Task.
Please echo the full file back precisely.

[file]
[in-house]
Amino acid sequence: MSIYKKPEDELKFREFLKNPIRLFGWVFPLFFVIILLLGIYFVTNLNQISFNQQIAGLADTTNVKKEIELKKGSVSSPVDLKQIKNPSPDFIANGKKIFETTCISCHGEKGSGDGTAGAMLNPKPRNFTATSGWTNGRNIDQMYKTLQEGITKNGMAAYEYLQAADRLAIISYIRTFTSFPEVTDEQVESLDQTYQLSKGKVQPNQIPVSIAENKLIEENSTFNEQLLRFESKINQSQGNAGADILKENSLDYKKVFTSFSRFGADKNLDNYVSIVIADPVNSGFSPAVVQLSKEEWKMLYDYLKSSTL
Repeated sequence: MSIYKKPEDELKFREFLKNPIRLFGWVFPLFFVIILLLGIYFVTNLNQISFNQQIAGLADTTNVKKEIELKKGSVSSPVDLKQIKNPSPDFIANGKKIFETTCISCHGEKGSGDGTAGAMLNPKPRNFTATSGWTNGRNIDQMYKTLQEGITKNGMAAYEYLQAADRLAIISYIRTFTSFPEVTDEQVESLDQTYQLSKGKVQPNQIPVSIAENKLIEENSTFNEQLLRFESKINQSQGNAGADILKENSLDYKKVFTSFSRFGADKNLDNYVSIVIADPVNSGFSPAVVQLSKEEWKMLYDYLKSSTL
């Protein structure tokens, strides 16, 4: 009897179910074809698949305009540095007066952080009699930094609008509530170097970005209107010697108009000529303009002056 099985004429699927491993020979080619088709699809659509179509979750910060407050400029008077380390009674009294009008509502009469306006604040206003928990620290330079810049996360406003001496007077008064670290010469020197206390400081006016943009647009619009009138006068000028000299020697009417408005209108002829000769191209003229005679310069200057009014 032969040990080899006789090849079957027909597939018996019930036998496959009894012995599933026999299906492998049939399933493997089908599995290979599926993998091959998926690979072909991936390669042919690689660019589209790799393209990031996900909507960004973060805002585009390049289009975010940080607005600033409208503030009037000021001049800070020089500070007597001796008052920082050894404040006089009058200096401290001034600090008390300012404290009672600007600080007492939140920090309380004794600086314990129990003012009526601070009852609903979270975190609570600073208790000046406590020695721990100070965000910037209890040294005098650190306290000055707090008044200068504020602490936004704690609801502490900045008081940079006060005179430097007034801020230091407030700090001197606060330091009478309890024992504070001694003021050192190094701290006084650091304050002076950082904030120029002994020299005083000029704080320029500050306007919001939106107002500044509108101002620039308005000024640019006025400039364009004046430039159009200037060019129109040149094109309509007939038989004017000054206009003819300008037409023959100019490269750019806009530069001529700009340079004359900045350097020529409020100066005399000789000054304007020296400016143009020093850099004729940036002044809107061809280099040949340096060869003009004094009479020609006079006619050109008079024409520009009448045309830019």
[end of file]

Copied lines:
[in-house]
Amino acid sequence: MSIYKKPEDELKFREFLKNPIRLFGWVFPLFFVIILLLGIYFVTNLNQISFNQQIAGLADTTNVKKEIELKKGSVSSPVDLKQIKNPSPDFIANGKKIFETTCISCHGEKGSGDGTAGAMLNPKPRNFTATSGWTNGRNIDQMYKTLQEGITKNGMAAYEYLQAADRLAIISYIRTFTSFPEVTDEQVESLDQTYQLSKGKVQPNQIPVSIAENKLIEENSTFNEQLLRFESKINQSQGNAGADILKENSLDYKKVFTSFSRFGADKNLDNYVSIVIADPVNSGFSPAVVQLSKEEWKMLYDYLKSSTL
Repeated sequence: MSIYKKPEDELKFREFLKNPIRLFGWVFPLFFVIILLLGIYFVTNLNQISFNQQIAGLADTTNVKKEIELKKGSVSSPVDLKQIKNPSPDFIANGKKIFETTCISCHGEKGSGDGTAGAMLNPKPRNFTATSGWTNGRNIDQMYKTLQEGITKNGMAAYEYLQAADRLAIISYIRTFTSFPEVTDEQVESLDQTYQLSKGKVQPNQIPVSIAENKLIEENSTFNEQLLRFESKINQSQGNAGADILKENSLDYKKVFTSFSRFGADKNLDNYVSIVIADPVNSGFSPAVVQLSKEEWKMLYDYLKSSTL
């Protein structure tokens, strides 16, 4: 009897179910074809698949305009540095007066952080009699930094609008509530170097970005209107010697108009000529303009002056 099985004429699927491993020979080619088709699809659509179509979750910060407050400029008077380390009674009294009008509502009469306006604040206003928990620290330079810049996360406003001496007077008064670290010469020197206390400081006016943009647009619009009138006068000028000299020697009417408005209108002829000769191209003229005679310069200057009014 032969040990080899006789090849079957027909597939018996019930036998496959009894012995599933026999299906492998049939399933493997089908599995290979599926993998091959998926690979072909991936390669042919690689660019589209790799393209990031996900909507960004973060805002585009390049289009975010940080607005600033409208503030009037000021001049800070020089500070007597001796008052920082050894404040006089009058200096401290001034600090008390300012404290009672600007600080007492939140920090309380004794600086314990129990003012009526601070009852609903979270975190609570600073208790000046406590020695721990100070965000910037209890040294005098650190306290000055707090008044200068504020602490936004704690609801502490900045008081940079006060005179430097007034801020230091407030700090001197606060330091009478309890024992504070001694003021050192190094701290006084650091304050002076950082904030120029002994020299005083000029704080320029500050306007919001939106107002500044509108101002620039308005000024640019006025400039364009004046430039159009200037060019129109040149094109309509007939038989004017000054206009003819300008037409023959100019490269750019806009530069001529700009340079004359900045350097020529409020100066005399000789000054304007020296400016143009020093850099004729940036002044809107061809280099040949340096060869003009004094009479020609006079006619050109008079024409520009009448045309830019």